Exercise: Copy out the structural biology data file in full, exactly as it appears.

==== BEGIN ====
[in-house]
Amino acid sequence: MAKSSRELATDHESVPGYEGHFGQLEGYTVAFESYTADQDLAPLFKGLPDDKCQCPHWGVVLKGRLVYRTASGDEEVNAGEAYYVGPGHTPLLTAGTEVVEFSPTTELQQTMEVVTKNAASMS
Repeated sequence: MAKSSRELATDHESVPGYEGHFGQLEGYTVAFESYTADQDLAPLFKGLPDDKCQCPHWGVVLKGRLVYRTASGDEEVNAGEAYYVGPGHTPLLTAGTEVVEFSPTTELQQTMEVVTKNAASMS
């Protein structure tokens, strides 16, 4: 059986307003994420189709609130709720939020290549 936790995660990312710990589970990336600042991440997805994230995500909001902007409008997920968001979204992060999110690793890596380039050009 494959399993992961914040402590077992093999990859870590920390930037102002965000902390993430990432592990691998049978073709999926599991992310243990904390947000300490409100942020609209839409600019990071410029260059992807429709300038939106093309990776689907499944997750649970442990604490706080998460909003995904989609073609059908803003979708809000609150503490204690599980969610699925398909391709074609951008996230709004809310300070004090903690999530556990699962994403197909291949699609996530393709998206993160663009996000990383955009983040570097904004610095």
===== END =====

[in-house]
Amino acid sequence: MAKSSRELATDHESVPGYEGHFGQLEGYTVAFESYTADQDLAPLFKGLPDDKCQCPHWGVVLKGRLVYRTASGDEEVNAGEAYYVGPGHTPLLTAGTEVVEFSPTTELQQTMEVVTKNAASMS
Repeated sequence: MAKSSRELATDHESVPGYEGHFGQLEGYTVAFESYTADQDLAPLFKGLPDDKCQCPHWGVVLKGRLVYRTASGDEEVNAGEAYYVGPGHTPLLTAGTEVVEFSPTTELQQTMEVVTKNAASMS
């Protein structure tokens, strides 16, 4: 059986307003994420189709609130709720939020290549 936790995660990312710990589970990336600042991440997805994230995500909001902007409008997920968001979204992060999110690793890596380039050009 494959399993992961914040402590077992093999990859870590920390930037102002965000902390993430990432592990691998049978073709999926599991992310243990904390947000300490409100942020609209839409600019990071410029260059992807429709300038939106093309990776689907499944997750649970442990604490706080998460909003995904989609073609059908803003979708809000609150503490204690599980969610699925398909391709074609951008996230709004809310300070004090903690999530556990699962994403197909291949699609996530393709998206993160663009996000990383955009983040570097904004610095």